Upgradeability Is a Bug

Steve Marx
Feb 5 · 5 min read

tl;dr

  1. Immutability is a critical feature to achieve trustlessness.
  2. Upgradeability undermines a contract’s immutability.
  3. Therefore, upgradeability is a bug. (But there are mitigations!)

Why do we need smart contracts?

Although there’s some evidence that people will take such an offer, I hope that you will refuse. You simply have no reason to trust me to hold up my end of the bargain.

Enter smart contracts. Smart contracts let us engage in all sorts of transactions without having to trust each other. Below is a simple Ethereum smart contract we could use for this investment opportunity. If it has 1 ether in it, you can send 1 ether of your own and withdraw 2 ether tomorrow:

contract InvestmentOpportunity {
address public investor;
uint256 public payday;

constructor() public payable {}
function invest() external payable {
require(investor == address(0), "Someone beat you to it!");
require(msg.value == address(this).balance / 2,
"You must match the contract balance.");

investor = msg.sender;
payday = now + 24 hours;
}

function withdraw() external {
require(msg.sender == investor,
"Only the investor can withdraw.");
require(now >= payday,
"You must wait until the payday time.");
msg.sender.transfer(address(this).balance);
}
}

If I deployed that contract to the main Ethereum network and put one ether in it, you’d be crazy not to invest. By encoding the rules into a smart contract, we’ve made our financial transaction “trustless”.

(This “investment” scenario is a bit unrealistic, but I’m going to stick with it because the code is simple. If you prefer, imagine the similar scenario of peer-to-peer gambling.)

The importance of immutability

Now that we have a smart contract, you can safely accept the offer because you do know what the smart contract will do. You can read the code yourself, and Ethereum guarantees that this exact code will execute, because smart contract code is immutable.

There’s nothing I can do to affect the outcome, so you don’t need to trust me at all.

Upgradeability = mutability

Many developers have independently come up with ways to swap out code at runtime. Over the past year, standard approaches to upgradeability have become popular. Perhaps the most common is the “proxy pattern”.

Below is a version of our investment opportunity contract that I’ve made upgradeable using the proxy pattern. The Base contract keeps track of state variables, the Implementation provides the business logic, and the Proxy allows the implementation to be replaced at runtime:

contract Base {
// proxy state
address owner;
address implementation;
// implementation state
address public investor;
uint256 public payday;
}
contract Implementation is Base {
function invest() external payable {
require(investor == address(0), "Someone beat you to it!");
require(msg.value == address(this).balance / 2,
"You must match the contract balance.");

investor = msg.sender;
payday = now + 24 hours;
}

function withdraw() external {
require(msg.sender == investor,
"Only the investor can withdraw.");
require(now >= payday,
"You must wait until the payday time.");

msg.sender.transfer(address(this).balance);
}
}
contract Proxy is Base {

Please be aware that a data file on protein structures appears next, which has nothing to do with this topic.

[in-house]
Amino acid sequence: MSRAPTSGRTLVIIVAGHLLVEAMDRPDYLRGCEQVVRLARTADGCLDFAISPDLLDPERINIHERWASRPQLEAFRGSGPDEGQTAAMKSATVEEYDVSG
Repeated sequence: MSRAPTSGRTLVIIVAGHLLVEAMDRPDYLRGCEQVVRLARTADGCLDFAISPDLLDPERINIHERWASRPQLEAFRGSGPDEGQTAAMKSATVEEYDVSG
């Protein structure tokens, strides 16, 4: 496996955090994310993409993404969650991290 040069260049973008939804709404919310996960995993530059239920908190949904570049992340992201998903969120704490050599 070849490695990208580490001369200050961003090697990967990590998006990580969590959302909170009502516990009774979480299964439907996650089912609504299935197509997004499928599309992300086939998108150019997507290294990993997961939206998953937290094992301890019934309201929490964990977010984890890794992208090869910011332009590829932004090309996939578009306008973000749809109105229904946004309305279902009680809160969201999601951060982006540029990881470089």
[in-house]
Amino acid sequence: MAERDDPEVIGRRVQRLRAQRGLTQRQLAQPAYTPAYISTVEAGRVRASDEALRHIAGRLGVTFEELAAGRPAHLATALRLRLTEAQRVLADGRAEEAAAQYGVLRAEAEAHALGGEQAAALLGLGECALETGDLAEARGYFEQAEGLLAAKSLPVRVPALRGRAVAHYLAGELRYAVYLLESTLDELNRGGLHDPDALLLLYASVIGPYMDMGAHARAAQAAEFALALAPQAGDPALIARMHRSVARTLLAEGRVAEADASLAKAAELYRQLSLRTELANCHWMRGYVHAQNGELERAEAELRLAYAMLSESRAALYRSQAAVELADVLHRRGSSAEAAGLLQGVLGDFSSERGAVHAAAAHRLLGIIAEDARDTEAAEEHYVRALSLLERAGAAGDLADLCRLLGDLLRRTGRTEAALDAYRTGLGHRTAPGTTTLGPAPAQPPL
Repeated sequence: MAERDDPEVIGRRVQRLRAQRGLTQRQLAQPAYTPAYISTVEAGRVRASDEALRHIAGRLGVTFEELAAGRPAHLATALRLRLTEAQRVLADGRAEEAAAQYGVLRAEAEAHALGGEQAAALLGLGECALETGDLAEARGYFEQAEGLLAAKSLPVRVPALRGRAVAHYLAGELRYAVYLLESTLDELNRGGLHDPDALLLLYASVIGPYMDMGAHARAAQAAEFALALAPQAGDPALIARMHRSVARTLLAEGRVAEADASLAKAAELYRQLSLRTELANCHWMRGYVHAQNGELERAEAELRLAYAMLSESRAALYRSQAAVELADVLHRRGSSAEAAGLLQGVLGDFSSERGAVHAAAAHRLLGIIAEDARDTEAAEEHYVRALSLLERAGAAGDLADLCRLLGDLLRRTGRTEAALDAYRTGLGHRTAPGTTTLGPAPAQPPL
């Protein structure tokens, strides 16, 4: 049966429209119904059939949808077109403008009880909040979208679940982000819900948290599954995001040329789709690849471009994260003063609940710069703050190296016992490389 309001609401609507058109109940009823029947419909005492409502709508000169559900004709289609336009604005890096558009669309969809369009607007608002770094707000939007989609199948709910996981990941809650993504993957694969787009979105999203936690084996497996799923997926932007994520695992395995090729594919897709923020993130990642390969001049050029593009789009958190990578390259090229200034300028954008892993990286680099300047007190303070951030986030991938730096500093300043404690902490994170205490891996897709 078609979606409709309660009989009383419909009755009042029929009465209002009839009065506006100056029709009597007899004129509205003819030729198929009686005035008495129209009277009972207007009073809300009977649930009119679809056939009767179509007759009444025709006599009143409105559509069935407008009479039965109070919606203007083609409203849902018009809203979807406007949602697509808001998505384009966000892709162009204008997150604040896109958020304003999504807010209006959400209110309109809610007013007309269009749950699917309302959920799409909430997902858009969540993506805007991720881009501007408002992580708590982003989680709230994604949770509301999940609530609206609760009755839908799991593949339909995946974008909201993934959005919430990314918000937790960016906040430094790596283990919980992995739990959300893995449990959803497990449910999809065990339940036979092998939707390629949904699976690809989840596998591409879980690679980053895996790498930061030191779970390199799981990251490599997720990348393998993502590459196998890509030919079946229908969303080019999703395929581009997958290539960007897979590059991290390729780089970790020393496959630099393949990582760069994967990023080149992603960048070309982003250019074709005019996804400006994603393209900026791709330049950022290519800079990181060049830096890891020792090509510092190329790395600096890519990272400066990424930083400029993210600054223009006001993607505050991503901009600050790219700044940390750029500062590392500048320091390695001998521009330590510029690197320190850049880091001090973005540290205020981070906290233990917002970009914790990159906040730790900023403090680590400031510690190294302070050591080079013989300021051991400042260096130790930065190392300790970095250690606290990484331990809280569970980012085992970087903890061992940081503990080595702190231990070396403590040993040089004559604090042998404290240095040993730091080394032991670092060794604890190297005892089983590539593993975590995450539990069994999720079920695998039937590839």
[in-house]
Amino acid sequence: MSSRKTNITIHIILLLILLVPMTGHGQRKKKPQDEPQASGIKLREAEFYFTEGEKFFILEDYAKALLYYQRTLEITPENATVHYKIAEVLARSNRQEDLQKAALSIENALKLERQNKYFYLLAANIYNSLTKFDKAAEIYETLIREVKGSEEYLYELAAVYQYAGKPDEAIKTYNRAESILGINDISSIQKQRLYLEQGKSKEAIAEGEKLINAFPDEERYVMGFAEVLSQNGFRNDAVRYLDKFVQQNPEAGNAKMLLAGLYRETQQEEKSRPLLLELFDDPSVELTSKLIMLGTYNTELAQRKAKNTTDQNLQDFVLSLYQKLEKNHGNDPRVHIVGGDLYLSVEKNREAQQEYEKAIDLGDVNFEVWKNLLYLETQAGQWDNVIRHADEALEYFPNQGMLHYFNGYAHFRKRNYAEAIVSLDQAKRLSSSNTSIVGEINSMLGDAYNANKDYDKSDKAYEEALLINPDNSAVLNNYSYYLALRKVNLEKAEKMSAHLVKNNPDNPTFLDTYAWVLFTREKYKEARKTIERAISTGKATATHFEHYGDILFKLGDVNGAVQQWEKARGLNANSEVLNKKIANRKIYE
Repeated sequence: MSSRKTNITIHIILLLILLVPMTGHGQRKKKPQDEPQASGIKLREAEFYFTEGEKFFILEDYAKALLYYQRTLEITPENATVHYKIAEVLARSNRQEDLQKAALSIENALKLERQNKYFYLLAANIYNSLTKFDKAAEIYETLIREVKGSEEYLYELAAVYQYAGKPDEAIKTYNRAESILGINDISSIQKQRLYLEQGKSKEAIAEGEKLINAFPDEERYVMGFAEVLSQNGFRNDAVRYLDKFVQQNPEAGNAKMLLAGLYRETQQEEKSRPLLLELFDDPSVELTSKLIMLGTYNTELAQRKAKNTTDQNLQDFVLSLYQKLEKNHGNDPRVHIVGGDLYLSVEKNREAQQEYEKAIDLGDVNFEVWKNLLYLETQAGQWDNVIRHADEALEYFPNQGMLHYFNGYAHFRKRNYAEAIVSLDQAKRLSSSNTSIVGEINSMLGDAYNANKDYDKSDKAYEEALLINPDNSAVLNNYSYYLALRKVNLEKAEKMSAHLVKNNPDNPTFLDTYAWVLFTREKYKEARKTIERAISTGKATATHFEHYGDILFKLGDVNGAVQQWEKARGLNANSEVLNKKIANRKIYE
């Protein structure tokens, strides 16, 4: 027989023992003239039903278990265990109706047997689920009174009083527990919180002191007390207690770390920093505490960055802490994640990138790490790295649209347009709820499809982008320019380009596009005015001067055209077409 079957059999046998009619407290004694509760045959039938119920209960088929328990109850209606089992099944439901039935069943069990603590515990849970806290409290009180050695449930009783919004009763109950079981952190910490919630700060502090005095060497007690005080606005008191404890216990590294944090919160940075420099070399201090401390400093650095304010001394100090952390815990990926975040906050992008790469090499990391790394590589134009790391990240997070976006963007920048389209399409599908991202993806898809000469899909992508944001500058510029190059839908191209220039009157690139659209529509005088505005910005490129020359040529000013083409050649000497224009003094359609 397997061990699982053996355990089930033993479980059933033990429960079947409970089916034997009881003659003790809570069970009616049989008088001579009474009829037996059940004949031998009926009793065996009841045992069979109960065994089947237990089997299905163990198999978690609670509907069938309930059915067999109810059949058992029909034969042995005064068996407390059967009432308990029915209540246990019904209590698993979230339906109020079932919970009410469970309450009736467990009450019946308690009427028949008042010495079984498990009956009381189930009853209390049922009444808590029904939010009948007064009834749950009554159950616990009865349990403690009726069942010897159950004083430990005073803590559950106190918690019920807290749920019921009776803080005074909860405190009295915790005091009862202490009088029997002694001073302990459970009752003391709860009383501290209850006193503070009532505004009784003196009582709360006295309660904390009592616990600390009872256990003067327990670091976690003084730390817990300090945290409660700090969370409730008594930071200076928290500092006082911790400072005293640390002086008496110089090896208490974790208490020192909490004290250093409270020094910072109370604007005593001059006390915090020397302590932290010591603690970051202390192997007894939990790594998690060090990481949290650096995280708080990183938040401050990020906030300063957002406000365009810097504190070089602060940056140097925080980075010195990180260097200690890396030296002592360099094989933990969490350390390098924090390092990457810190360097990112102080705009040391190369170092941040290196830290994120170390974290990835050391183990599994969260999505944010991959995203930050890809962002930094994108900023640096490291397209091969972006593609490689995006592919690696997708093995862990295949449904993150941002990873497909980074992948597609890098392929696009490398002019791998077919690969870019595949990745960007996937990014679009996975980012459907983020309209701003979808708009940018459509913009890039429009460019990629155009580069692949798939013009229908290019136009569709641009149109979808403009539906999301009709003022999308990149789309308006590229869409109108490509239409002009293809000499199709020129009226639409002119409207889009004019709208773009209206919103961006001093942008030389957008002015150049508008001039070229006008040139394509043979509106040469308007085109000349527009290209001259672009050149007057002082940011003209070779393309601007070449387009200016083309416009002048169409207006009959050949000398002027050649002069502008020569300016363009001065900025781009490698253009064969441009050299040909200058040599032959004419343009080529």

constructor(address _implementation) public payable {
owner = msg.sender;
implementation = _implementation;
}
function setImplementation(address _implementation) external {
require(msg.sender == owner);
implementation = _implementation;
}

// adapted from https://github.com/zeppelinos/labs/blob/master/upgradeability_using_eternal_storage/contracts/Proxy.sol
function() external payable {
address impl = implementation;
assembly {
let ptr := mload(0x40)
calldatacopy(ptr, 0, calldatasize)
let result := delegatecall(gas, impl, ptr,
calldatasize, 0, 0)
let size := returndatasize
returndatacopy(ptr, 0, size)

switch result
case 0 { revert(ptr, size) }
default { return(ptr, size) }
}
}
}

If I deployed that Proxy contract (using that Implementation) to Ethereum and put an ether in it, would you be willing to invest?

Hopefully, you’ll once again refuse. Because the contract code is no longer immutable, you no longer know what the contract will do. Reading the code doesn’t help you, because I can change that code at any time.

Below is an alternate implementation I might “upgrade” to:

contract ExitScam is Base {
function exit() external {
require(msg.sender == owner);
selfdestruct(msg.sender);
}
}

Note that in this particular example, your ether is locked up for 24 hours, so I have a luxurious time window in which to make my changes. But even if the payout were immediate, I could always race against your transaction and try to change the implementation first.

Mitigations

Just say no

Limit mutability

For example, in the contract described in this article, I could require that code could only be changed after emitting an event and a 48-hour delay. Because funds are only locked for 24 hours, this would leave plenty of time for a user to discontinue their use of the contract if they didn’t like the pending code change.

Use parameters

Migration, not mutation

More sophisticated patterns exist for migration. For example, some contracts use a proxy for upgrade but require that users opt-in before they get the new implementation.

Final thoughts

Keep in mind that users of your smart contract don’t trust you, and that’s why you wrote a smart contract in the first place.

ConsenSys Diligence

ConsenSys Diligence has the mission of solving Ethereum smart contract security. Contact us for an audit at diligence@consensys.net.

Thanks to Maurelian, Bernhard Mueller, and Gerhard Wagner.

Steve Marx

Written by

Working on Ethereum smart contract security at @ConsenSys. Co-creator of https://www.site44.com and https://programtheblockchain.com .

ConsenSys Diligence

ConsenSys Diligence has the mission of solving Ethereum smart contract security. Contact us for an audit at diligence@consensys.net.